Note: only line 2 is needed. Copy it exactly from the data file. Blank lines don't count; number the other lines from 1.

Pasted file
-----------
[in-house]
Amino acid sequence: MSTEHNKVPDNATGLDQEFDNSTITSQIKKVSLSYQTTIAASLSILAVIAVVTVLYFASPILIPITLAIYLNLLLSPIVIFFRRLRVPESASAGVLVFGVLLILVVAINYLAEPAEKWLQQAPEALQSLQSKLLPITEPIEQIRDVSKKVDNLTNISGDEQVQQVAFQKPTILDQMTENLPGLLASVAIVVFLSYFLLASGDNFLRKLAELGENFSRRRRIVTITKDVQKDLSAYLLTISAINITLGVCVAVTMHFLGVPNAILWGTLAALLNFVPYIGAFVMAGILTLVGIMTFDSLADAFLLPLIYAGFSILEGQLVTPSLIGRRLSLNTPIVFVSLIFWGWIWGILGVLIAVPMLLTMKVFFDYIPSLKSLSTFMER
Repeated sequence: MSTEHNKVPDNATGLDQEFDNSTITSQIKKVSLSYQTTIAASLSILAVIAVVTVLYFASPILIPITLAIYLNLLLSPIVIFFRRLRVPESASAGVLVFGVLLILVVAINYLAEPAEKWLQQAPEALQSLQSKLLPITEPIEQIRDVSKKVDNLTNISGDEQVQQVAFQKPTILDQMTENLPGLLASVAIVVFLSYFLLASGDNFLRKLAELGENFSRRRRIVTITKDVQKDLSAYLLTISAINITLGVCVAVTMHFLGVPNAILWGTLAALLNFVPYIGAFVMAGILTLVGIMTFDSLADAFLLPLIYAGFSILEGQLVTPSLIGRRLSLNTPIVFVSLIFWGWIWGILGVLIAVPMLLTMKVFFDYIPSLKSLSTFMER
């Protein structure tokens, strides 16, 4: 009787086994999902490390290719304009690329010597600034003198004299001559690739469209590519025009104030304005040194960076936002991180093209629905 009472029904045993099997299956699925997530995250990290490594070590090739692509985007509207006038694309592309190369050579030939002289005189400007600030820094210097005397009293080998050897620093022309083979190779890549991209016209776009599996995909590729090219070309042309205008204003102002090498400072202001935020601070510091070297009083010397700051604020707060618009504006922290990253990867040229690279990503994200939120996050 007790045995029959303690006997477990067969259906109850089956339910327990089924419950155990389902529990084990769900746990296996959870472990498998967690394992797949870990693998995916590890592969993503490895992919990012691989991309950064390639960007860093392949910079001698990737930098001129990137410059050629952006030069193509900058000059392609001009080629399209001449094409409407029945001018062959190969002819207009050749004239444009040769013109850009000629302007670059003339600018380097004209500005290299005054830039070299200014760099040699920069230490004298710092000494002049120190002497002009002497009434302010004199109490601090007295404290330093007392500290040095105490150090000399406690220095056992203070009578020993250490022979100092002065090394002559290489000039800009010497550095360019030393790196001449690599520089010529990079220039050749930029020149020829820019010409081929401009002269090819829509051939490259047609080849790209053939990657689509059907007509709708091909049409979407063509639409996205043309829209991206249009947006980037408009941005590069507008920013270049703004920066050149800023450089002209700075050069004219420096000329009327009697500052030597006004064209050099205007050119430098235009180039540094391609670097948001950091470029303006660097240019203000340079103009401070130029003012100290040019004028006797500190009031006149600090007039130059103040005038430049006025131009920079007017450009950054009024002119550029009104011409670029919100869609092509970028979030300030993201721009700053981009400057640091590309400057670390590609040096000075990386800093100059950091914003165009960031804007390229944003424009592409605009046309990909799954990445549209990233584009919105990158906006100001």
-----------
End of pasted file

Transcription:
Amino acid sequence: MSTEHNKVPDNATGLDQEFDNSTITSQIKKVSLSYQTTIAASLSILAVIAVVTVLYFASPILIPITLAIYLNLLLSPIVIFFRRLRVPESASAGVLVFGVLLILVVAINYLAEPAEKWLQQAPEALQSLQSKLLPITEPIEQIRDVSKKVDNLTNISGDEQVQQVAFQKPTILDQMTENLPGLLASVAIVVFLSYFLLASGDNFLRKLAELGENFSRRRRIVTITKDVQKDLSAYLLTISAINITLGVCVAVTMHFLGVPNAILWGTLAALLNFVPYIGAFVMAGILTLVGIMTFDSLADAFLLPLIYAGFSILEGQLVTPSLIGRRLSLNTPIVFVSLIFWGWIWGILGVLIAVPMLLTMKVFFDYIPSLKSLSTFMER